National Epilepsy Week will take place from 18 to 24 May next and the Foyle branch of Epilepsy Action, along with PACE, is staging a number of initiatives, including turning the city purple.
There are no figures available for the number of children with epilepsy in Northern Ireland but Keith Cradden, of the Foyle branch of Epilepsy Action, estimates there are up to 300 youngsters with the condition in the Western Health Trust area.
He revealed Derry City Council has been asked to use purple lighting where possible on “variable” lighting displays in the Council area to raise awareness of the condition.
He added: “Both adults and children with epilepsy suffer stigmatisation and general lack of understanding of the condition.
“It remains an unfashionable and under resourced area of medicine
“The joint Epilepsy Council estimates that 70% of those with epilepsy can be seizure free but the current rate is about 50%. Epilepsy and PACE wil be campaigning for increased resources for epilepsy suffers.”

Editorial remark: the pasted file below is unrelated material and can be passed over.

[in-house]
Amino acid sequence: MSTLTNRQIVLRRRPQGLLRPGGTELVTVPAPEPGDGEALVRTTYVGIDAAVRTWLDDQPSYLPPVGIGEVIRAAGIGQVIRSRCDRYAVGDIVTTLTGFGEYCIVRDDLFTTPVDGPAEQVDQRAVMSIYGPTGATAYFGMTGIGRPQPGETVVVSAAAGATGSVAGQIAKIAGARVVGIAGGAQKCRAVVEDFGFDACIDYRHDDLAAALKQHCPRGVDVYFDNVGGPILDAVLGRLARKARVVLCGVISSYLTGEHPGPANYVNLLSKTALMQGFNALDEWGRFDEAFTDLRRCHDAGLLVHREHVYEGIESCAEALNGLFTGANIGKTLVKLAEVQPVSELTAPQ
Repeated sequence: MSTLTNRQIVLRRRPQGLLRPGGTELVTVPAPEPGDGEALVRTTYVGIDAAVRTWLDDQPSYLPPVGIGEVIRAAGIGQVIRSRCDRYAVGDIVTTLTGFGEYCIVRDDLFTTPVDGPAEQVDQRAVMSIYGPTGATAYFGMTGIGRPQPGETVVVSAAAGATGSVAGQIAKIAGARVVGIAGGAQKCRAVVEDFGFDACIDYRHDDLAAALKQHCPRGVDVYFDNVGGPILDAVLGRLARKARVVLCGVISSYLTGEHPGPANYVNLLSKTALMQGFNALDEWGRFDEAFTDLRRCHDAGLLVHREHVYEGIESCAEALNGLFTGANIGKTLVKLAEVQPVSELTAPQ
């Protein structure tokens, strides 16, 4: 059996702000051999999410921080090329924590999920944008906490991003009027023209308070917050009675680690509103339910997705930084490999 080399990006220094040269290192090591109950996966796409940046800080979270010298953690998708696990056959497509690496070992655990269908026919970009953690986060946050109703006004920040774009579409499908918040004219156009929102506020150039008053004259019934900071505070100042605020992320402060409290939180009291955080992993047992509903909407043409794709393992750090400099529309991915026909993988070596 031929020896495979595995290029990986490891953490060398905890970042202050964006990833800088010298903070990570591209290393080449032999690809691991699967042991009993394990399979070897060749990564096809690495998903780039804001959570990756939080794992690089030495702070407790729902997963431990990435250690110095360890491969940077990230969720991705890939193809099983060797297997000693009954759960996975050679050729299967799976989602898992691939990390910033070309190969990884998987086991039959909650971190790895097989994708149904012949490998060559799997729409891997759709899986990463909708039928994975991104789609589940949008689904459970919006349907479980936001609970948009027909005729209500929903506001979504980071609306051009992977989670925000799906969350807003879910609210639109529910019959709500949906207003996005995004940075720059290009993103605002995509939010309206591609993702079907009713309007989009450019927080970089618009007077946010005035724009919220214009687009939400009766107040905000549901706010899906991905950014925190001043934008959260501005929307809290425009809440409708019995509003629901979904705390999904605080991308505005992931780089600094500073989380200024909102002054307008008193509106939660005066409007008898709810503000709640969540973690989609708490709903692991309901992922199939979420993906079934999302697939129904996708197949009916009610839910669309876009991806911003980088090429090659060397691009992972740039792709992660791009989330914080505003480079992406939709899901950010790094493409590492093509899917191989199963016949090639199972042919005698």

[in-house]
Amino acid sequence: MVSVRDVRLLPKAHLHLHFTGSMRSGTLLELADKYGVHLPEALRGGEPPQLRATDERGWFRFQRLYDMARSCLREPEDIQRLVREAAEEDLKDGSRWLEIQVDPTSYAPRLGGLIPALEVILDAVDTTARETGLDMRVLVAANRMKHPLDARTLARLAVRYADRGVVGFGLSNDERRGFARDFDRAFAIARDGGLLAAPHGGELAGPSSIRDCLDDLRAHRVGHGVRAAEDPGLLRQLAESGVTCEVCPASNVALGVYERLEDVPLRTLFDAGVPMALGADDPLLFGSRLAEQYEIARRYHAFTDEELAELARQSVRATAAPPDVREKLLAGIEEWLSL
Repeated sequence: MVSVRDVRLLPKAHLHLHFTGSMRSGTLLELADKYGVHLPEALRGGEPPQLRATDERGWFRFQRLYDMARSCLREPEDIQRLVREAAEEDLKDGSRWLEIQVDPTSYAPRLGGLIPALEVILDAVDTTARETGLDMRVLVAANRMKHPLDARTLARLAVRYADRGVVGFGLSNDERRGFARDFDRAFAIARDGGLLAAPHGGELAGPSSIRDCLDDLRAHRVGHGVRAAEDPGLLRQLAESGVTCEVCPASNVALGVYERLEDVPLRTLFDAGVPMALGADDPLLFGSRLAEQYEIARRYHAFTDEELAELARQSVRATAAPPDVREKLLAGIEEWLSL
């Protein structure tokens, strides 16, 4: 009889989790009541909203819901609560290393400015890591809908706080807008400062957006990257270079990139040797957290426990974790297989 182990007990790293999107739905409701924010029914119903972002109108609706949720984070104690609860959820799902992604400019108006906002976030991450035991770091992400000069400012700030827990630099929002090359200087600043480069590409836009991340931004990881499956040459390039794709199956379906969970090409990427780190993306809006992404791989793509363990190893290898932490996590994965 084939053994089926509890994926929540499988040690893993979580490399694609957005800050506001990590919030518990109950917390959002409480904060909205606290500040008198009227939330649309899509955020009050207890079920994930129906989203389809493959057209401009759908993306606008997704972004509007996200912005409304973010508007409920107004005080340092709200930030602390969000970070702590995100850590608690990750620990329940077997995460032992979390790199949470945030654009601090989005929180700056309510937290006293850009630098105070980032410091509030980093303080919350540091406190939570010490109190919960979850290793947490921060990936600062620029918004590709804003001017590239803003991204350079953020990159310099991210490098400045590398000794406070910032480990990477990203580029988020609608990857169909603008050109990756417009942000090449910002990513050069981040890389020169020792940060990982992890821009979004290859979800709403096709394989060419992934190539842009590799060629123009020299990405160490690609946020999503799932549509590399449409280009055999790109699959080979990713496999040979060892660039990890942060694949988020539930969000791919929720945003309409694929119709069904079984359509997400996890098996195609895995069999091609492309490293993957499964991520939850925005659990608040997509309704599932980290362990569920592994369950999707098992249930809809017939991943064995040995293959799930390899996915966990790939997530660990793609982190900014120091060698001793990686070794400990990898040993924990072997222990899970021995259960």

He concluded: “Purple Day gives us an opportunity to think about this condition and how epilepsy suffers can be better supported
Over 50 million people worldwide live with the condition with over 600,000 sufferers in Britain.
On average, 87 people are diagnosed each day and it is estimated that one in 100 worldwide have epilepsy.
In the Northern ireland Region figures are not readily available but the local Parent Action group fro Children with Epilepsy estimate between 200 and 300 children in the Trust area have the condition.
Purple Day is a initiative started by a young epilepsy sufferer Cassidy Megan in Novia Scotia with a view to raising awareness and dispelling myths associated with epilepsy.
The Foyle branch of Epilepsy Action along with PACE hope to develop a series of initiatives leading up to National Epilepsy Week.